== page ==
-- In 1963, Martin Luther King Jr. said in a sermon: “The ultimate measure of a man is not where he stands in moments of comfort and convenience, but where he stands at times of challenge and controversy.”
Schapiro covered two of the Selma-to-Montgomery marches for Life magazine, and while he said he knew the events were important, he had no idea the impact the images would eventually have.
During the second march, protesters crossed the bridge, but when they reached the end of it, the troopers were stationed there. King knelt and prayed and decided to turn back.
In the picture of King linking arms with other civil rights leaders, "the first thing you think of is you’ve got to walk backwards very quickly to be able to keep making these photographs,” Schapiro said. “And you’re looking for that moment when everyone has a particular look that has a sense of meaning. You’re looking for something where the design of the photo has that quality."
Schapiro said he believes that his image of the five men marching together symbolizes the positive aspects of the civil rights movement while Charles Moore’s photos of African-American protesters being sprayed with fire hoses and attacked by dogs symbolize the negative.
Growing up, Schapiro aspired to be a Life magazine photographer, so he said he gave himself assignments. Starting his career as a freelance photographer in 1961, he covered everything from an Arkansas migrant worker camp to a story on narcotics in East Harlem.
Life first hired him in 1962, and in addition to covering the Selma-to-Montgomery march and other events for the publication, he worked on a project based on James Baldwin’s 1963 book, “The Fire Next Time,” which discusses the challenges facing African Americans in the 1960s. His photographs documenting the civil rights movement along with an essay by James Baldwin will be published in March.
The first time Schapiro photographed King was after the bombing of the church in Birmingham that killed four young girls in 1963.
“I always saw Martin Luther King Jr. as this incredible spiritual leader, who spoke in a way that inspired people in emotional tones,” Schapiro said. “What you don't realize is that people are human at the same time. You can be a leader and still have your own particular worries.”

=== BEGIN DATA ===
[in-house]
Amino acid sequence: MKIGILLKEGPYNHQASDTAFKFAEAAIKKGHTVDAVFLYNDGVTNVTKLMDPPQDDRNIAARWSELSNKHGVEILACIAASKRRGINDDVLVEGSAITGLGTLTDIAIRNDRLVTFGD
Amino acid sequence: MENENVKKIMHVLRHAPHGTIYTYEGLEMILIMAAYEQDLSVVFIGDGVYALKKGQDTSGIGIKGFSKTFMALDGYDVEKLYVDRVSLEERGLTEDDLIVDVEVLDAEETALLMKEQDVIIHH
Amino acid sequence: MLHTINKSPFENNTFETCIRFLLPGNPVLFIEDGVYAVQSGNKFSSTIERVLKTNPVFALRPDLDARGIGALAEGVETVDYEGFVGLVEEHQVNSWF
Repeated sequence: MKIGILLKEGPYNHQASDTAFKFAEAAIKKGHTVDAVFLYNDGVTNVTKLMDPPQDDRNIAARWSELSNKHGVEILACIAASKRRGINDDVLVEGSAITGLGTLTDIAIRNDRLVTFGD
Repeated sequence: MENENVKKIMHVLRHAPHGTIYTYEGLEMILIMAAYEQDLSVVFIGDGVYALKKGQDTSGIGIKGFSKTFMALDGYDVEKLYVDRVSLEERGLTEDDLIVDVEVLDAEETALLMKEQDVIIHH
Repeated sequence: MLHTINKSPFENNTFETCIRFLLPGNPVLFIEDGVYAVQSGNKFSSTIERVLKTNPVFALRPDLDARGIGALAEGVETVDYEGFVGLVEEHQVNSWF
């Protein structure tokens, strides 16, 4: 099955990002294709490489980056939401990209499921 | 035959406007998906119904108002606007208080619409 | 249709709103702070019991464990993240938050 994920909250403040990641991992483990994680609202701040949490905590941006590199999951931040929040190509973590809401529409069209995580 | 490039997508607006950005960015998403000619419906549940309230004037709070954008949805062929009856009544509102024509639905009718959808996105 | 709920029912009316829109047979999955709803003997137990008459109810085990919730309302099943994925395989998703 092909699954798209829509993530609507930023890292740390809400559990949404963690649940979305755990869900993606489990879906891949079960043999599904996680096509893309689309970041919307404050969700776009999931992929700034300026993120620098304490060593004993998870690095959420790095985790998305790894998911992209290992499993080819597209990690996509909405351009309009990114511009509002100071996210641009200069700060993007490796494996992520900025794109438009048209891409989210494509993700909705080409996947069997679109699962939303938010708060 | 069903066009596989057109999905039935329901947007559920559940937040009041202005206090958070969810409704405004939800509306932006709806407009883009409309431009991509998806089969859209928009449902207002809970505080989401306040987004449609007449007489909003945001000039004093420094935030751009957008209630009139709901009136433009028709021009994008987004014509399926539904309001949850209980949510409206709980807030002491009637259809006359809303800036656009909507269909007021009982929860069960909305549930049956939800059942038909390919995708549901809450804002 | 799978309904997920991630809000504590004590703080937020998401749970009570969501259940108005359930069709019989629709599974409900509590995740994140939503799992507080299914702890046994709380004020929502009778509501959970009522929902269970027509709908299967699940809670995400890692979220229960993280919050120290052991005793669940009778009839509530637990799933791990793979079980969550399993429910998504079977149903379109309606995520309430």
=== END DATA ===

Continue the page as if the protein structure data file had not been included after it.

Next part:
“On the last day of the Selma march, Andrew Young only let people wearing black suits in the front line because he thought someone might shoot King and they wouldn’t know which one was King,” Schapiro said. “I think King was aware of all of this. What I had not seen before was that looking at a great number of my pictures, there was something in his eyes. I don’t know what the right word is -- forbearance, perhaps. Looking at the crowd and searching for who is there, not to smile at them or wave at them, but with a degree of concern and knowing that the prospects of danger were there at all times. And he had experienced this for years.”
Some of King’s stoicism and vigilance comes across in another iconic image that Schapiro took.
In the image, which was also taken at the Selma-to-Montgomery march, King gazes at the camera with a flag behind him. As Schapiro was taking it, he said he knew that the photo had a symbolic structure and that it captured the spirit of the civil rights leader.
However, the fact that 50 years later, Schapiro would see his image on the t-shirts of participants in the 50th anniversary Selma-to-Montgomery march still amazes him, he said.
“You would constantly be moving and seeing so many things that you never could pin down something as being historical or anything like that,” he said. “You took a lot of pictures and you really were trying to get a sense of the people, a sense of the event, a sense of the subject and if you did that, you felt successful.”
ABC News' Emilie Richardson contributed to this report.